Evaluation of Livelihood Sustainability in the Context of Natural Forest Land Degradation Vulnerability: A Case Study of Five Counties in China | Land Portal

Resource information

Date of publication: 
January 2021
Resource Language: 
ISBN / Resource ID: 
LP-midp001146
Copyright details: 
© 2021 by the authors. Licensee MDPI, Basel, Switzerland. This article is an open access article

Land degradation, especially natural forest land degradation (NFLD), is a severe environmental concern in China. This natural disaster itself and its derivative control policies have caused some impacts on surrounding farmers’ livelihood level and strategies, but the literature on the sustainable livelihood of different households in NFLD vulnerability is limited, and there is an urgent need to bridge the gap and conduct studies on the sustainable livelihood of Changting, Libo, Lixian, Menghai and Wuxi, the typical NFLD-prone areas in China. A new livelihood sustainability index (LSI) including livelihood asset, livelihood strategy and sustainability engagement is constructed to assess the basic situation. The results showed that: (1) The overall LSI of five NFLD areas was not high, and the social, financial and natural assets, in particular, were relatively low. A disparity was found among the five areas, and the rank sequence of the LSI value was sorted in a descending order: Changting > Menghai > Libo > Lixian > Wuxi. (2) In detail, farmers in Changting had the relative highest LSI because of the inherent high value of livelihood assets, which constrain the scores of the livelihood strategy and sustainability engagement. (3) Households in Libo, Menghai and Lixian had middle level LSI scores. The relative low livelihood assets in Libo and Menghai drove parts of local farmers to carry out off-farm/forestry employment, leading to high scores of livelihood strategy, while farmers in Lixian had lower livelihood diversification scores and higher sustainability engagement due to their working content for the local forestry bureau. (4) The low scores of the livelihood asset and sustainability engagement restricted farmers in Wuxi. A discussion of LSI in the NFLD vulnerability was conducted to determine the characteristics and analyze the reasons. Accordingly, targeted policy recommendations were proposed to realize a sustainable livelihood in NFLD areas.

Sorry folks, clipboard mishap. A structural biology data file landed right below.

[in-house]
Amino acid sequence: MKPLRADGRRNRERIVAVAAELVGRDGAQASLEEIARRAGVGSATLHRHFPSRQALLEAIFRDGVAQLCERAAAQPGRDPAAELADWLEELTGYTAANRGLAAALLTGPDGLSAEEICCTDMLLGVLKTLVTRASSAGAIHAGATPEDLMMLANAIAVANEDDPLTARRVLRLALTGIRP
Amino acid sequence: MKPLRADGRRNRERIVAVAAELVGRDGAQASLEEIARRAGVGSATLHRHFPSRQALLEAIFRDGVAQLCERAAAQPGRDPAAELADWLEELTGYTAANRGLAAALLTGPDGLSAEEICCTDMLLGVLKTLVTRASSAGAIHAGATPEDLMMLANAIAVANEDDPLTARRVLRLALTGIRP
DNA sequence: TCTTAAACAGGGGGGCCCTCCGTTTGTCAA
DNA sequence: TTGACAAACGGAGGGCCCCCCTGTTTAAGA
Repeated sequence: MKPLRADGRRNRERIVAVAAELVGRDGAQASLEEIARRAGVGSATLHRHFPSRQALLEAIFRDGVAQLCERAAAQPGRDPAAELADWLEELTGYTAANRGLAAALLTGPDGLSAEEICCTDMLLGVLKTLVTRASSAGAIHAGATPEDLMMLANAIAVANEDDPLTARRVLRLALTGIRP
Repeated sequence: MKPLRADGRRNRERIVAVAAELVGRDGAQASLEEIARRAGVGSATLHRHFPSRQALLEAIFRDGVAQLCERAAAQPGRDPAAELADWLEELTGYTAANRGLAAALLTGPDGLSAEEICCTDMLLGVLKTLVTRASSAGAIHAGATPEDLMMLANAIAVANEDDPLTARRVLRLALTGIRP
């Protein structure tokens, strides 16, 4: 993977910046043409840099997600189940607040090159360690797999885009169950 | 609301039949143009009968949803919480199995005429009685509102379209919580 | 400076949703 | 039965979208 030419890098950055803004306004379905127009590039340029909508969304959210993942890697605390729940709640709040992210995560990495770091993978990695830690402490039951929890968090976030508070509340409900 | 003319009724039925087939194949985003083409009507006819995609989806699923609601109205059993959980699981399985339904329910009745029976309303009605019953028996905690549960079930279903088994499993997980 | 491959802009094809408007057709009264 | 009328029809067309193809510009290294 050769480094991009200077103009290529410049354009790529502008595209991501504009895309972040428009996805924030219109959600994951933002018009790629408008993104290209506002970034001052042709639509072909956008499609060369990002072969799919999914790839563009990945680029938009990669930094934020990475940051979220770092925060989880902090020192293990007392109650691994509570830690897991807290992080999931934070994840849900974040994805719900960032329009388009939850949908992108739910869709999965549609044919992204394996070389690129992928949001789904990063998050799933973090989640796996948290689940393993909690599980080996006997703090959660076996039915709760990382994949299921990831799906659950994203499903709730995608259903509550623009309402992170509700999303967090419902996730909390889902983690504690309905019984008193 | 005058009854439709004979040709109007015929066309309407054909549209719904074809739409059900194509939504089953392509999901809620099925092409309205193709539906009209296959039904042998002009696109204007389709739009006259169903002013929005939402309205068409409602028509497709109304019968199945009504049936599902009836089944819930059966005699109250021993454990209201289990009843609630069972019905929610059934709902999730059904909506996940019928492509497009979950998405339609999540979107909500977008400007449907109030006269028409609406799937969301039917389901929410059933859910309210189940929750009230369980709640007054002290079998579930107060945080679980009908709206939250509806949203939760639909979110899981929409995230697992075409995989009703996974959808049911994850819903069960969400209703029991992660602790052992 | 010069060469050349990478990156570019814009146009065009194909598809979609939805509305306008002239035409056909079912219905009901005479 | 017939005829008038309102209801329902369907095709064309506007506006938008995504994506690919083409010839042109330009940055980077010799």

Authors and Publishers

Author(s), editor(s), contributor(s): 

Lin, YuguoHe, Chao

Corporate Author(s): 
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    MDPI AG, a publisher of open-access scientific journals, was spun off from the Molecular Diversity Preservation International organization. It was formally registered by Shu-Kun Lin and Dietrich Rordorf in May 2010 in Basel, Switzerland, and maintains editorial offices in China, Spain and Serbia. MDPI relies primarily on article processing charges to cover the costs of editorial quality control and production of articles. Over 280 universities and institutes have joined the MDPI Institutional Open Access Program; authors from these organizations pay reduced article processing charges.

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